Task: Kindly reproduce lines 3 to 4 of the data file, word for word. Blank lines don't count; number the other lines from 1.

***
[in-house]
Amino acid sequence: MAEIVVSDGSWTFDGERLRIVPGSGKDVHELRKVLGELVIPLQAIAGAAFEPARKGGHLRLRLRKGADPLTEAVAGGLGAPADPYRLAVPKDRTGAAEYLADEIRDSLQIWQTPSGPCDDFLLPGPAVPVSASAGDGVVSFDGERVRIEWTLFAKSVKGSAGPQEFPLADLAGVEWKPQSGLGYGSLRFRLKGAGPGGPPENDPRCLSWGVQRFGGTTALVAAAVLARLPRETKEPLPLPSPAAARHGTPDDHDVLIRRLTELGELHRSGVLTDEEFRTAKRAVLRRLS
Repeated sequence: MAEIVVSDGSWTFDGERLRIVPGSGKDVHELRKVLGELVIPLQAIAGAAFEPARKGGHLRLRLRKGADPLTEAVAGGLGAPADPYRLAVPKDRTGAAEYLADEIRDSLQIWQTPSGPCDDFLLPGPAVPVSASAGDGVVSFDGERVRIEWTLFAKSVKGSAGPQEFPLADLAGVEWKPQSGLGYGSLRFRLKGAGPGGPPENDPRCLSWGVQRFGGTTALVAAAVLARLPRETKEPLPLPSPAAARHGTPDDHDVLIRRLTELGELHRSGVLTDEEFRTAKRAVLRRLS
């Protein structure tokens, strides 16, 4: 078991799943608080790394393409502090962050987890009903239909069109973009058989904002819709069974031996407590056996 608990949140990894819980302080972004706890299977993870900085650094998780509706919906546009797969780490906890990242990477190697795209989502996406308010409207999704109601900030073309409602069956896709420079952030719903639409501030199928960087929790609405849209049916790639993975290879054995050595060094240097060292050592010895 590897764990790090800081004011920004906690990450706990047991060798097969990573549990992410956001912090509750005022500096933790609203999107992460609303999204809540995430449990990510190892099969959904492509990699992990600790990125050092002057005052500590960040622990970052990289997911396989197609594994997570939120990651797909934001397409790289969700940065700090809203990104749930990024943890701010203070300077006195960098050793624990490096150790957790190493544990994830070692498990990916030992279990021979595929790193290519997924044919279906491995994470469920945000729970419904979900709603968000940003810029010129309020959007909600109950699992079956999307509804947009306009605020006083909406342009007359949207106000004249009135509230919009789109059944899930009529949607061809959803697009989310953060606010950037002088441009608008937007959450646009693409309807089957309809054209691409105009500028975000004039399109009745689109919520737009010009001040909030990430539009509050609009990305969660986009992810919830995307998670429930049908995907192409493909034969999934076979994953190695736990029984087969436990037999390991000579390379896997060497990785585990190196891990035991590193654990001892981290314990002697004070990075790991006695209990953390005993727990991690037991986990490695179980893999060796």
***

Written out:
Repeated sequence: MAEIVVSDGSWTFDGERLRIVPGSGKDVHELRKVLGELVIPLQAIAGAAFEPARKGGHLRLRLRKGADPLTEAVAGGLGAPADPYRLAVPKDRTGAAEYLADEIRDSLQIWQTPSGPCDDFLLPGPAVPVSASAGDGVVSFDGERVRIEWTLFAKSVKGSAGPQEFPLADLAGVEWKPQSGLGYGSLRFRLKGAGPGGPPENDPRCLSWGVQRFGGTTALVAAAVLARLPRETKEPLPLPSPAAARHGTPDDHDVLIRRLTELGELHRSGVLTDEEFRTAKRAVLRRLS
């Protein structure tokens, strides 16, 4: 078991799943608080790394393409502090962050987890009903239909069109973009058989904002819709069974031996407590056996 608990949140990894819980302080972004706890299977993870900085650094998780509706919906546009797969780490906890990242990477190697795209989502996406308010409207999704109601900030073309409602069956896709420079952030719903639409501030199928960087929790609405849209049916790639993975290879054995050595060094240097060292050592010895 590897764990790090800081004011920004906690990450706990047991060798097969990573549990992410956001912090509750005022500096933790609203999107992460609303999204809540995430449990990510190892099969959904492509990699992990600790990125050092002057005052500590960040622990970052990289997911396989197609594994997570939120990651797909934001397409790289969700940065700090809203990104749930990024943890701010203070300077006195960098050793624990490096150790957790190493544990994830070692498990990916030992279990021979595929790193290519997924044919279906491995994470469920945000729970419904979900709603968000940003810029010129309020959007909600109950699992079956999307509804947009306009605020006083909406342009007359949207106000004249009135509230919009789109059944899930009529949607061809959803697009989310953060606010950037002088441009608008937007959450646009693409309807089957309809054209691409105009500028975000004039399109009745689109919520737009010009001040909030990430539009509050609009990305969660986009992810919830995307998670429930049908995907192409493909034969999934076979994953190695736990029984087969436990037999390991000579390379896997060497990785585990190196891990035991590193654990001892981290314990002697004070990075790991006695209990953390005993727990991690037991986990490695179980893999060796």